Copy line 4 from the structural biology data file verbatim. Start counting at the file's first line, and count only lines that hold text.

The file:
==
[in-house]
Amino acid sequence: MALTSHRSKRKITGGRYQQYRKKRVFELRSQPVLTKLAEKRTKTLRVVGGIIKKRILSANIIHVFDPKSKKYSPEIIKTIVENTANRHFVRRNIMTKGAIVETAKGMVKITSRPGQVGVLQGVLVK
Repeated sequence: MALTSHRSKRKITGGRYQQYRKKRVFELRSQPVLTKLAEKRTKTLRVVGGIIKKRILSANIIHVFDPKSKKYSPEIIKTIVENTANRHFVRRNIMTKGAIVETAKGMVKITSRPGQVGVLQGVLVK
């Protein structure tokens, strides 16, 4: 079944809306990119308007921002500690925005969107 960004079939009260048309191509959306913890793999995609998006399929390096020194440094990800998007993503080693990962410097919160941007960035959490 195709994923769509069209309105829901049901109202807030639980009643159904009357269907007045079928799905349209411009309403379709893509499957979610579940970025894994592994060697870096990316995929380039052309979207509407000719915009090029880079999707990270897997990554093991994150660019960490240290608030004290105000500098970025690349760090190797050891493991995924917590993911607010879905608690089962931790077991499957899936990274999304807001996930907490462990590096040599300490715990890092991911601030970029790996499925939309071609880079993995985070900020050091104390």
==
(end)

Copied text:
């Protein structure tokens, strides 16, 4: 079944809306990119308007921002500690925005969107 960004079939009260048309191509959306913890793999995609998006399929390096020194440094990800998007993503080693990962410097919160941007960035959490 195709994923769509069209309105829901049901109202807030639980009643159904009357269907007045079928799905349209411009309403379709893509499957979610579940970025894994592994060697870096990316995929380039052309979207509407000719915009090029880079999707990270897997990554093991994150660019960490240290608030004290105000500098970025690349760090190797050891493991995924917590993911607010879905608690089962931790077991499957899936990274999304807001996930907490462990590096040599300490715990890092991911601030970029790996499925939309071609880079993995985070900020050091104390």